It's OK to acknowledge that there are some gray areas, so you might say "There are a number of factors that play into that decision, but I would recommend you…"
If you truly are not sure about the answer, don't say "it depends." Instead, ask clarifying questions. For a website developer, if somebody asks "Do you think we should have a blog on our site?" you might ask them "Do you have internal resources who will be willing to post at least one new blog post each week? If not, do you have budget to outsource that work?" Then, after getting the responses you need, say "Based on what you've told me, I would recommend…"To me, that's a much better response than a wishy-washy "it depends" answer.
Don't Just Answer Their Questions -- Take Charge Instead
You've probably gathered from what I've written so far that part of what it takes to be considered an expert is being able to answer questions credibly, articulately and intelligently. That's true, but a true expert won't wait to be asked a question. They take charge of the conversation and proactively showcase their expertise in a way that is productive to all involved parties.
Let's say I'm a website designer and I'm in a meeting with a client to talk about redesigning their website. The client is not likely to ask me "Do you think we should have our phone number up at the top of the page?" But I can bring this up proactively by saying "One thing I notice on your current site is that you don't have your phone number prominently displayed on every page. We've done some tests in which we've added the phone number prominently at the top of client websites, and we've seen on average a 30 percent increase in lead gen directly after we've made that simple change. This is something we would absolutely recommend you do when you've redesigned your new site. It's simple things like that that we've seen time and time again help our clients to improve the lead gen capabilities of their website and better use their digital assets to drive business growth."
Notice the difference between just sitting around waiting to answer a question versus proactively offering my insights? With the latter approach, I impress the client with my knowledge and expertise. I also convey to him that I am proactive in bringing my expertise to bear to help my clients. By taking control of the conversation, you give yourself an opportunity to shine and say smart things, practiced bits of wisdom that you've said time and time again to others.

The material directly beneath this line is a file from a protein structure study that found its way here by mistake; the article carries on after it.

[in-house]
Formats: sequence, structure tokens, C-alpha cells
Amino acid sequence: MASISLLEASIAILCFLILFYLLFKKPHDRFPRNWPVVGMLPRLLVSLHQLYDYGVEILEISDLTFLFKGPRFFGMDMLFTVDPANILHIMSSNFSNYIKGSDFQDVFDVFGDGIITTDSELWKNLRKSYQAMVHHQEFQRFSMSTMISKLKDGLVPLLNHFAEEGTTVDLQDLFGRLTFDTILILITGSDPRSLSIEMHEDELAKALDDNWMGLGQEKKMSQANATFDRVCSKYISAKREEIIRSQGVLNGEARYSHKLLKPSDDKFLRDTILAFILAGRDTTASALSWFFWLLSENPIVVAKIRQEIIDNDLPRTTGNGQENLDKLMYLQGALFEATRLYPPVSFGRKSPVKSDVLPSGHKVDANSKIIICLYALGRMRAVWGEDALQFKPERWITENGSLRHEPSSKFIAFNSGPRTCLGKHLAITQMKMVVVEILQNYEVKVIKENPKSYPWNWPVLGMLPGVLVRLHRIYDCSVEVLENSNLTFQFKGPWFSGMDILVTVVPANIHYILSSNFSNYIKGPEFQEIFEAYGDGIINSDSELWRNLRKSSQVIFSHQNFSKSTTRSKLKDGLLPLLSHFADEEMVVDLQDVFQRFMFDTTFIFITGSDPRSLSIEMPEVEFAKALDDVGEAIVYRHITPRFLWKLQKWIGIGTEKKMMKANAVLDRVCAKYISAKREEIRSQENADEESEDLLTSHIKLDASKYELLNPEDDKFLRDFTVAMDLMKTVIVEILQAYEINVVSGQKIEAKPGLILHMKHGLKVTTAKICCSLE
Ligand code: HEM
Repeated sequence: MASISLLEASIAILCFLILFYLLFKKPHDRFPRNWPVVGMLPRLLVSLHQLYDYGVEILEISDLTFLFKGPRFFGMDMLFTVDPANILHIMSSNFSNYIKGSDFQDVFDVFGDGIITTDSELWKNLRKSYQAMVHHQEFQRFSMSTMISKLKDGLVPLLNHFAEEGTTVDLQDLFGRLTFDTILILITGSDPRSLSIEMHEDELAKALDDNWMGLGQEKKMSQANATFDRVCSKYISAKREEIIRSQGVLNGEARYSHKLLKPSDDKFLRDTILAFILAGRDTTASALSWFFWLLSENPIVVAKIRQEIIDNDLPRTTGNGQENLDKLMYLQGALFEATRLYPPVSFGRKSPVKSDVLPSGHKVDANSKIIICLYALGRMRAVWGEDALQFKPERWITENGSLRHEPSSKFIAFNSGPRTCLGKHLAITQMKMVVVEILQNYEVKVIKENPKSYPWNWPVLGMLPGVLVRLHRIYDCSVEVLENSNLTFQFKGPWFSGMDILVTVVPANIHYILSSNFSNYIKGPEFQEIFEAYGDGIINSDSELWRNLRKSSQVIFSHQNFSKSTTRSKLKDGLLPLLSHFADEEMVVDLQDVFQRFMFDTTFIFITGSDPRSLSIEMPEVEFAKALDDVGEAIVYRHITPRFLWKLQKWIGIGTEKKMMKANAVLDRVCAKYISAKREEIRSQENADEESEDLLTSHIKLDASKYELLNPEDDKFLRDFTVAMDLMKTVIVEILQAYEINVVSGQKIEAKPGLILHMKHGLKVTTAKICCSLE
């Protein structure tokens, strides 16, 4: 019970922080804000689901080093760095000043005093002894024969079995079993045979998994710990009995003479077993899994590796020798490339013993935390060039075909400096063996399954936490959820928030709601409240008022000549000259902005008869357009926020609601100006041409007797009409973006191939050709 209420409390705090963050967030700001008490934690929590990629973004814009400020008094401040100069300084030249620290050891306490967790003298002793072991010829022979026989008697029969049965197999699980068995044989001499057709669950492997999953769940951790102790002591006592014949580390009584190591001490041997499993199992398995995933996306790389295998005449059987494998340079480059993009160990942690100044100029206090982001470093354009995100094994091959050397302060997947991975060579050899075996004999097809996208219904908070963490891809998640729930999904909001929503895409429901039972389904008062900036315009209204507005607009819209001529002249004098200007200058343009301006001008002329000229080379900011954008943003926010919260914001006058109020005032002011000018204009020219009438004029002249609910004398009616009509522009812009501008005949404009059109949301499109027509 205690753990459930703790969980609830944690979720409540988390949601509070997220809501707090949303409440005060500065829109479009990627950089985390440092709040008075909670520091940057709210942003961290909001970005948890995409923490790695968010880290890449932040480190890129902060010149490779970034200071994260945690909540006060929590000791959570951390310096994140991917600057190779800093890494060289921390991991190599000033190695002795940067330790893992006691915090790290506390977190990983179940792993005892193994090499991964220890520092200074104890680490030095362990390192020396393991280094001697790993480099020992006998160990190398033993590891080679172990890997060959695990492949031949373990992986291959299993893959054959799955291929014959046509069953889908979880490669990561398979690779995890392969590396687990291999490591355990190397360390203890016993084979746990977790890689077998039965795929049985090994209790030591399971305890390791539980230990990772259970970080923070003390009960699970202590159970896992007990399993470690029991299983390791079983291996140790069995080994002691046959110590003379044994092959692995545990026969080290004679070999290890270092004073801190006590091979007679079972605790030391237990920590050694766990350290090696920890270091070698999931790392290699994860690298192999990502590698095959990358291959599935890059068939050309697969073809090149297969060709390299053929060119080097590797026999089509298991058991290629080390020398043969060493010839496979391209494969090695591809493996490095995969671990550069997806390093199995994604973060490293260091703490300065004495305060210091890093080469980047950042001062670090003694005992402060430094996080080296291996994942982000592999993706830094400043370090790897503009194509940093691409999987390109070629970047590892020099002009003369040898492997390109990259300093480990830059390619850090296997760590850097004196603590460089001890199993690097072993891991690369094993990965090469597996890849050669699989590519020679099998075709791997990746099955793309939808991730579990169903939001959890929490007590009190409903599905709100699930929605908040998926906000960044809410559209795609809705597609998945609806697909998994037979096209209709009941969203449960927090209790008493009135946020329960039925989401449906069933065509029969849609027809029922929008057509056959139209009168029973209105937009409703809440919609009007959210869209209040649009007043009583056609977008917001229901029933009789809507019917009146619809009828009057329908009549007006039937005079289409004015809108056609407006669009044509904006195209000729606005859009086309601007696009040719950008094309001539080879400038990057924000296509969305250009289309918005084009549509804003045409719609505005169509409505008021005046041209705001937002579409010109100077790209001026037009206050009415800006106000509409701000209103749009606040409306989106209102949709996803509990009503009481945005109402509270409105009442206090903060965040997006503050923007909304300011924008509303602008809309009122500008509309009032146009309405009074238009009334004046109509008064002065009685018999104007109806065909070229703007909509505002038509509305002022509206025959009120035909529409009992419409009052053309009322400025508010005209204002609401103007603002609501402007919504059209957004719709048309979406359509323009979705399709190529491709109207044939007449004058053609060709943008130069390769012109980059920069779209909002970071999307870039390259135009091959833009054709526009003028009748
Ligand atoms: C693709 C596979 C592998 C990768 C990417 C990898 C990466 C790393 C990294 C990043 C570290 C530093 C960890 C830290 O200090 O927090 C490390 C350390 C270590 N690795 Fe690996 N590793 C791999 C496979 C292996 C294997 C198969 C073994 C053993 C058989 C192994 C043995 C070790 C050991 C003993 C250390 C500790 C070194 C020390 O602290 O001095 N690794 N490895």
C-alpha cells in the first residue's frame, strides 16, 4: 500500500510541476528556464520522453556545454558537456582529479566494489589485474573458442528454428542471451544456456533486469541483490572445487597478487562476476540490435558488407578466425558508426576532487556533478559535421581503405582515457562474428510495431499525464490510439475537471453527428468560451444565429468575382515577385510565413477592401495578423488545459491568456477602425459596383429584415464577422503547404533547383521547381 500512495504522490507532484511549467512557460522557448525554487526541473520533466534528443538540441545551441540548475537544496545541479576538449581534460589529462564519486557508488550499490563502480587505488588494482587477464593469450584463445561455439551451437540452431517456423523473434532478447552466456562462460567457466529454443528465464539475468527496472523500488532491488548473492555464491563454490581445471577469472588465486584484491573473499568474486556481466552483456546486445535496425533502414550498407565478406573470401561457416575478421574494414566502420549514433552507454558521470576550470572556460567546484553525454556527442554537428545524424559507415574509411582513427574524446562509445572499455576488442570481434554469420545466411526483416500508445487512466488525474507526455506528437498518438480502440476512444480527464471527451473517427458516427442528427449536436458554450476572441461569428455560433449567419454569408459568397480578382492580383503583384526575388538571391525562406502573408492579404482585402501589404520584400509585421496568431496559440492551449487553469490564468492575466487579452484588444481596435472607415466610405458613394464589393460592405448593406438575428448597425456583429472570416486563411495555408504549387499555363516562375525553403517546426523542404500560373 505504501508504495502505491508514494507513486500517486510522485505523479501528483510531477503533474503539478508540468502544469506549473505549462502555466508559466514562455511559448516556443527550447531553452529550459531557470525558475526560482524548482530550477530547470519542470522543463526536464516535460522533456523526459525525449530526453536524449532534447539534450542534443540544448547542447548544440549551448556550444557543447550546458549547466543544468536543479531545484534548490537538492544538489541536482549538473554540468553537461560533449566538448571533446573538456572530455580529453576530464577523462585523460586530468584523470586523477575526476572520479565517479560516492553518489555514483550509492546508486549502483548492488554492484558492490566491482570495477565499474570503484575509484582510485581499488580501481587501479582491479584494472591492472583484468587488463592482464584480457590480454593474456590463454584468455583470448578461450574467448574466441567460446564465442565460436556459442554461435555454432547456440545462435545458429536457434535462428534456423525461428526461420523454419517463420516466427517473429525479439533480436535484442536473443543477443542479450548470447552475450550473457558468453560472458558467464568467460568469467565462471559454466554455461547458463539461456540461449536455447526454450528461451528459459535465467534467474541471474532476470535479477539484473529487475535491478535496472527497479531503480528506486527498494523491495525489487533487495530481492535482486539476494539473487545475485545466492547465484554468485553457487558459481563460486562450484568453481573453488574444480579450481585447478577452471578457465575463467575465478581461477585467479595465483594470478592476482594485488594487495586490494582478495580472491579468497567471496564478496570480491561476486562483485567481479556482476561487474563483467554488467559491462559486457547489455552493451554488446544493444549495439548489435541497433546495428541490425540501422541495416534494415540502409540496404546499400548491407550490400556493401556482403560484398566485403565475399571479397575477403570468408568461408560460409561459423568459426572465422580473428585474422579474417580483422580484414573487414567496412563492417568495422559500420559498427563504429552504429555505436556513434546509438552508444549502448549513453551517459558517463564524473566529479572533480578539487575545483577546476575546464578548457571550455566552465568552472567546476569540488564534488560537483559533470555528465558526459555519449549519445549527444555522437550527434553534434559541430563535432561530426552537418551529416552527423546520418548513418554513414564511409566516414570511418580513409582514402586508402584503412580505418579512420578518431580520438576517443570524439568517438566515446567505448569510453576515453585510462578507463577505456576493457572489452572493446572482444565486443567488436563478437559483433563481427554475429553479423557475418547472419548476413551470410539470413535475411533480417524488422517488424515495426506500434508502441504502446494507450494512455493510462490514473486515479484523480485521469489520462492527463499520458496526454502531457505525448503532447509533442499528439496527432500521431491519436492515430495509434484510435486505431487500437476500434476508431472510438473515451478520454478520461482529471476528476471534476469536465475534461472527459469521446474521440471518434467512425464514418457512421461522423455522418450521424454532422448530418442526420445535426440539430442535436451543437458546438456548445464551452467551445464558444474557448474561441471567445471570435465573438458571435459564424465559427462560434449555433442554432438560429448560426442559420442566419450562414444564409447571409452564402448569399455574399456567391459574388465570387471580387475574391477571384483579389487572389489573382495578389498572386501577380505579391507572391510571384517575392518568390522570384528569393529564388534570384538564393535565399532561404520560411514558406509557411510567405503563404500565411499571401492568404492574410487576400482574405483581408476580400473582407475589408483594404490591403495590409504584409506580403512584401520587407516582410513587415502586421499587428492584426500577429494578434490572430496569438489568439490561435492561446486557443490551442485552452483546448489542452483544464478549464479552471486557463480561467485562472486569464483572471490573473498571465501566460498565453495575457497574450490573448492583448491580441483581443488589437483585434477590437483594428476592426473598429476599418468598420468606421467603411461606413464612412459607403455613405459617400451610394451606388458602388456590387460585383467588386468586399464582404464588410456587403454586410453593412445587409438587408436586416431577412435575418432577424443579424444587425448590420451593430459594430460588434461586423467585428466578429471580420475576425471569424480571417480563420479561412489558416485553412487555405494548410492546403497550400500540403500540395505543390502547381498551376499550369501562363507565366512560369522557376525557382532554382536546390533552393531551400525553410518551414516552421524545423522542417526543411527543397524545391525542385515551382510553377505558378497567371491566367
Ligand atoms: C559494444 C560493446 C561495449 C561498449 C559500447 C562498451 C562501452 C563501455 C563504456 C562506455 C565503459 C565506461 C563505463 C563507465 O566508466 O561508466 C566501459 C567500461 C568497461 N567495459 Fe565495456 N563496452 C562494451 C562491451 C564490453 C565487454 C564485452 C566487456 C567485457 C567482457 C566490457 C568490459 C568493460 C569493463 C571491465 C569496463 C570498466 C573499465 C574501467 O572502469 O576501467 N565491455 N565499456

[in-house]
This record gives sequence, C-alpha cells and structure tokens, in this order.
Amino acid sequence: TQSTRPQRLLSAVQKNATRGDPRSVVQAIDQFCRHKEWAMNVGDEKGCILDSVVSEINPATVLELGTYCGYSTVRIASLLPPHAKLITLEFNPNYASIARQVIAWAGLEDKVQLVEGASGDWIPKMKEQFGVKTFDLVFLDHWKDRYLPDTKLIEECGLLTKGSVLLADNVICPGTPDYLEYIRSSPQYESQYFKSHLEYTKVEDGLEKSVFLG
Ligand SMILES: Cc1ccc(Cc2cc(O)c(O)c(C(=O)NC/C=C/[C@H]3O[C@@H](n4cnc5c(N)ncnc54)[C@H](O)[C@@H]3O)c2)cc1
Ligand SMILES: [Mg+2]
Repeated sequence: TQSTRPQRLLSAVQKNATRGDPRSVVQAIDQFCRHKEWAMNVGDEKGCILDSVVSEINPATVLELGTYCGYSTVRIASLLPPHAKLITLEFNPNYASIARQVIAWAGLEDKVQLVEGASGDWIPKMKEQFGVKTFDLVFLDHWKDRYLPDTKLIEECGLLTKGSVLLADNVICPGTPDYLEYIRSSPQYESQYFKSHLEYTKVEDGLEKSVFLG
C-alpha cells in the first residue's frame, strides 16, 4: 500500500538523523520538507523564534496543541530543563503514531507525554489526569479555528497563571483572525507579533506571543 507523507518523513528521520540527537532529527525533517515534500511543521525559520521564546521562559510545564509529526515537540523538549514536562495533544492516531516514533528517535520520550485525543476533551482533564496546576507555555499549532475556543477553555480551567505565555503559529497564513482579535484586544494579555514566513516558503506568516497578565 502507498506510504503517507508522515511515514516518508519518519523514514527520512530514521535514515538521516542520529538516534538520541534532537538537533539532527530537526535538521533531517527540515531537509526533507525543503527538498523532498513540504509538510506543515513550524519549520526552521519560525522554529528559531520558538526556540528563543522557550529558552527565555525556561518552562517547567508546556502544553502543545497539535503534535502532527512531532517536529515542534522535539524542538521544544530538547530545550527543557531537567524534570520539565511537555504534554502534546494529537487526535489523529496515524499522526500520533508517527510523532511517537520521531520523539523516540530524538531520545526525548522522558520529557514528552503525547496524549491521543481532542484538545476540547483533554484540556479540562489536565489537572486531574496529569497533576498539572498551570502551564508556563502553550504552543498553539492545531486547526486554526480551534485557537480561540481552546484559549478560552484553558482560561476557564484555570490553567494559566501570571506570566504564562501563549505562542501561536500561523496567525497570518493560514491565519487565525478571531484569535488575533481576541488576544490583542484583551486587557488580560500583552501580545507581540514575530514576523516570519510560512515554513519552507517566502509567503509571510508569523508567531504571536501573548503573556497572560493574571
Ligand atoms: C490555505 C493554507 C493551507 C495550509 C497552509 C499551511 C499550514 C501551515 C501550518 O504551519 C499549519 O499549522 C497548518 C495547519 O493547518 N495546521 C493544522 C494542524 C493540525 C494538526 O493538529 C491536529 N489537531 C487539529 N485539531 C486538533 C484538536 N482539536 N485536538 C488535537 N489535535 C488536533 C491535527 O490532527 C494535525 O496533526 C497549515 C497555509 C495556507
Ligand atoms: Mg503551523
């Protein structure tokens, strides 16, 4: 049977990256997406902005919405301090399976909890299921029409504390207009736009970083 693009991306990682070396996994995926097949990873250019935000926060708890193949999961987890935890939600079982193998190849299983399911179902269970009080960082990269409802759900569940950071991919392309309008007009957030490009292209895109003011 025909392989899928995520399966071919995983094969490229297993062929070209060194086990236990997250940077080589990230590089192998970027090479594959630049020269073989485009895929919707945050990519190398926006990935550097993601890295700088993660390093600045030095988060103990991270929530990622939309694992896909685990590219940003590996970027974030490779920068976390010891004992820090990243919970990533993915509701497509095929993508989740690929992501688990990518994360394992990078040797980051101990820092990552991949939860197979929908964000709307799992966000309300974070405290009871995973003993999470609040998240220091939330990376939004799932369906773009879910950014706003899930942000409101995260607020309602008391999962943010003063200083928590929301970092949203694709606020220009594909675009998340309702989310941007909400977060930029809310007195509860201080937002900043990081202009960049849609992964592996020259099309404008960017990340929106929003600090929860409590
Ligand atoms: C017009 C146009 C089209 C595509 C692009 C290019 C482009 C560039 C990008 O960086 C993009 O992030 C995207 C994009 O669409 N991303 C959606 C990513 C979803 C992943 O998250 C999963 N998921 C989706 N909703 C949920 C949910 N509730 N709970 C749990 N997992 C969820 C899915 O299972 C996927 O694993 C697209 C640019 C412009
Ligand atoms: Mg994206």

As an added benefit, there's less risk in looking stupid after you take charge. If you just sit there fielding questions, there's a good chance you'll be asked a question you don't have a good answer for. By taking control, you mitigate that risk.
Asking Questions Conveys Expertise
OK, as long as we are on the topic of answering questions, I'd like to note that it's actually good if you ask questions and not just field them. When I meet somebody, I judge their credibility and expertise based on the questions they ask me. Smart people ask smart questions. They are insatiably curious. They know that only by asking questions can they get to root cause and the heart of the matter.
The key takeaway on this one is to build your inventory of smart questions and learn how to use questions to diagnose problems. If you can do that, you'll be doing a great service to your quest to attain expert standing in your profession.
Treat Being an Expert Like Getting and Staying in Shape
Being an expert isn't easy. If it were, we'd all be experts. Just as an athlete trains, just as somebody who wants to get in shape must go to the gym regularly, so too an aspiring expert must work on improvement with diligence and discipline.
Noted sage and scholar Hillel once said "He who does not increase his knowledge, decreases it." Keep this in mind as you work to grow your expertise. You should read tons of books and trade publications, follow and learn from myriad experts online, go to conferences and talk to smart people. Never rest on your laurels. Never feel satisfied with what you've learned to date.